The turtle species Pelusios seychellensis regarded hitherto as extinct never existed. Scientists at the Senckenberg Research Institute in Dresden discovered this based on genetic evidence. The relevant study was published today in the journal PLOS ONE.
Turtles are the vertebrates under the greatest threat. Among the approximately 320 turtle species, the species confined to islands have been especially hard hit -- humans have caused the extinction of a whole number of species. One of them -- or at least it was thought so -- is the Seychelles mud turtle Pelusios seychellensis. Just three specimens were collected at the end of the 19th century; they are still kept at the Natural History Museum in Vienna and the Zoological Museum in Hamburg.
Despite an intensive search for this species, which was declared as "extinct" by the International Union for Conservation of Nature (IUCN), no further specimens have been found since those in the 19th century. "Consequently, it was assumed the species had been exterminated," says Professor Uwe Fritz, director of the Museum of Zoology at the Senckenberg Natural History Collections in Dresden. The Dresden biologist states quite clearly that this is not true. "We have examined the DNA of the original specimen from the museum in Vienna and discovered that these turtles are not a separate species."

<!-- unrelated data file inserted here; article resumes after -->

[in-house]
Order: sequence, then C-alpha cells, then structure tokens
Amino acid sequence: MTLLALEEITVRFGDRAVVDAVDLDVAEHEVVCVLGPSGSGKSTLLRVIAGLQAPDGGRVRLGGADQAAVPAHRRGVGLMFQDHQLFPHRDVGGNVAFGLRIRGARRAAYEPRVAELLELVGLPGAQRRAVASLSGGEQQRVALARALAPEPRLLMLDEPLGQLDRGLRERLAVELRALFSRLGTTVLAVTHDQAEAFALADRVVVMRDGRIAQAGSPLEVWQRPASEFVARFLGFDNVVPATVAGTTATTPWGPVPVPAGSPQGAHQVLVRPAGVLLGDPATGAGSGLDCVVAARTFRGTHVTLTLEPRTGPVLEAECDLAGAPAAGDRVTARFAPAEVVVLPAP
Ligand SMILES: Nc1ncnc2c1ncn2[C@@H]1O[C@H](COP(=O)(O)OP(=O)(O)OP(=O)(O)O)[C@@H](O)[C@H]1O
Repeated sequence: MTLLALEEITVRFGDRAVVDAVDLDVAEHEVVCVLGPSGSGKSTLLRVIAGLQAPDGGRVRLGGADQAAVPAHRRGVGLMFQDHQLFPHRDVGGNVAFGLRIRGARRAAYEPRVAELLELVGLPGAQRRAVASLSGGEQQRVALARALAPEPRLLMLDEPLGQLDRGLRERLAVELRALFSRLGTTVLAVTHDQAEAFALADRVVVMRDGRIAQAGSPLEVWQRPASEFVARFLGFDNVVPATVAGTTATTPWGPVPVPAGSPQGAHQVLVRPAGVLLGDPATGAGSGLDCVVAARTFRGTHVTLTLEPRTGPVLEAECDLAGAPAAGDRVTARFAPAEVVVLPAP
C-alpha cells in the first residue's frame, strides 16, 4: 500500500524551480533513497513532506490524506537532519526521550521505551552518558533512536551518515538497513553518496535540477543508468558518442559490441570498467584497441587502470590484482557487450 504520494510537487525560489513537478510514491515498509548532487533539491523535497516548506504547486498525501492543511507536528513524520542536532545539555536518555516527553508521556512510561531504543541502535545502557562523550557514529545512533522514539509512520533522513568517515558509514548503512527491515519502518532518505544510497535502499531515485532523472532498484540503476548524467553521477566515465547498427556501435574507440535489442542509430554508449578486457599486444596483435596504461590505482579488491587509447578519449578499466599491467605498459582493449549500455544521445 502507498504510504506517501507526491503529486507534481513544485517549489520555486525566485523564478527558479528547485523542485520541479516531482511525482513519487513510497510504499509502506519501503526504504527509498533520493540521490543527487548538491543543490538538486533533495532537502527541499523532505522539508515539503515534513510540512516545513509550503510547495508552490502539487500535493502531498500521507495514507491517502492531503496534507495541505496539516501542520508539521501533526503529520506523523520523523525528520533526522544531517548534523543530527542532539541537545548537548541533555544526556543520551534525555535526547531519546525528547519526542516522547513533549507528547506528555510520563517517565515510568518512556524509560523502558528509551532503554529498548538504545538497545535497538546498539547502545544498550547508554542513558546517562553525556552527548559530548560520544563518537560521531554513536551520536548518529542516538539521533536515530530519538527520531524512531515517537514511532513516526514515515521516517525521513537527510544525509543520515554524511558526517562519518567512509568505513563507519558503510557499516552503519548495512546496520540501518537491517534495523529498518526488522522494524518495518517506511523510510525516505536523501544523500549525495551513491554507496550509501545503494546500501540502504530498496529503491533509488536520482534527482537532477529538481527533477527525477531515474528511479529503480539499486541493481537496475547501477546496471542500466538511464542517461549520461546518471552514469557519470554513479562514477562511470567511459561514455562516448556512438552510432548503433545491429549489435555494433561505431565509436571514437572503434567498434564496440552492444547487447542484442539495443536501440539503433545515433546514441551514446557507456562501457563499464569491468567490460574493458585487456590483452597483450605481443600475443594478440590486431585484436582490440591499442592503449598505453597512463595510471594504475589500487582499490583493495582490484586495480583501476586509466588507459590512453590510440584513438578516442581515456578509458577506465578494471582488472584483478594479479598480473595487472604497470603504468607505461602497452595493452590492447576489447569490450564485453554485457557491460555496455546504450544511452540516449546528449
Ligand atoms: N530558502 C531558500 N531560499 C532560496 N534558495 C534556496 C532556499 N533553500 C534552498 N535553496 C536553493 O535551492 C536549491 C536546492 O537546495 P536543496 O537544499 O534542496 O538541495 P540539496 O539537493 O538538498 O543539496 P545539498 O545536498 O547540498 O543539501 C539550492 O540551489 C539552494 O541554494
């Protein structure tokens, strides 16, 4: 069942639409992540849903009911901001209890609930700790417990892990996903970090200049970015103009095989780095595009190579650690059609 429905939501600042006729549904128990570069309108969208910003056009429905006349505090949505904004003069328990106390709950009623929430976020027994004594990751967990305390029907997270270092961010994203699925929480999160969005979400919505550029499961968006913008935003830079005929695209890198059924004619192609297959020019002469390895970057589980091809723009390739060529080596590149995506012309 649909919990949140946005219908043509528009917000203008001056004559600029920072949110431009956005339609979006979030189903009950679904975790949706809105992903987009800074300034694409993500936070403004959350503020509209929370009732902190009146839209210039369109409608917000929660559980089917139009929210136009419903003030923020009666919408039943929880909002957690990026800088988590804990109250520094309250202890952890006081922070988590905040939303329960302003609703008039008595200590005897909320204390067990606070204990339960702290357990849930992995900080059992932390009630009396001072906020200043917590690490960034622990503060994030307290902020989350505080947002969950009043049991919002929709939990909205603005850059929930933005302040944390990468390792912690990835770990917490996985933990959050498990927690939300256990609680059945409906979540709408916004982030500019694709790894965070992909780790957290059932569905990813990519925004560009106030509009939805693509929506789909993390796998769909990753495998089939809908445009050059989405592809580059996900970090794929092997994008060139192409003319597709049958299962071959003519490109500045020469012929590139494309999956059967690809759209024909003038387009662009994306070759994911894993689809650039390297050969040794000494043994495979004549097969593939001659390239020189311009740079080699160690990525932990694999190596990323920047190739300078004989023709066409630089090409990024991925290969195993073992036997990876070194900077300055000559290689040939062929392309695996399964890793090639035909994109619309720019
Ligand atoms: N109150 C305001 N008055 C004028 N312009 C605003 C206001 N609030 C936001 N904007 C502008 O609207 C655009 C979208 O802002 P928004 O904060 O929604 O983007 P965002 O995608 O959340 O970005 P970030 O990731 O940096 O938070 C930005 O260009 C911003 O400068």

The genetic analyses have shown that this supposed Seychellois species is in reality another species, Pelusios castaneus, that is widespread in West Africa. "The species Pelusios seychellensis has therefore never existed," adds Fritz. "In fact, for a long time researchers were amazed that the supposed Seychelles turtles looked so deceptively similar to the West African turtles. But due to the great geographic distance, it was thought this had to be a different species, which is why the assumed Seychelles turtles were also described as a new species in 1906."
Another species classified as native therefore disappears from the list of Seychelles species. Last year, Fritz and his team had already proved that another mud turtle species, Pelusios subniger, was not endemic to the Seychelles but had been introduced by man.
"In the Seychelles there is therefore at most one mud turtle species that could be native. And even with this species we are still uncertain whether it really is endemic," says Fritz. So far, the biologists from Dresden have not been able to explore this possibility due to the incomplete sampling available, however.
"But what is certain even now is that the protection programmes for turtles in the Seychelles will have to be revised, so that truly endemic animal species are protected and the scarce funds available for species protection are put to good use," says Fritz in conclusion.
The above post is reprinted from materials provided by Senckenberg Research Institute and Natural History Museum. Note: Materials may be edited for content and length.
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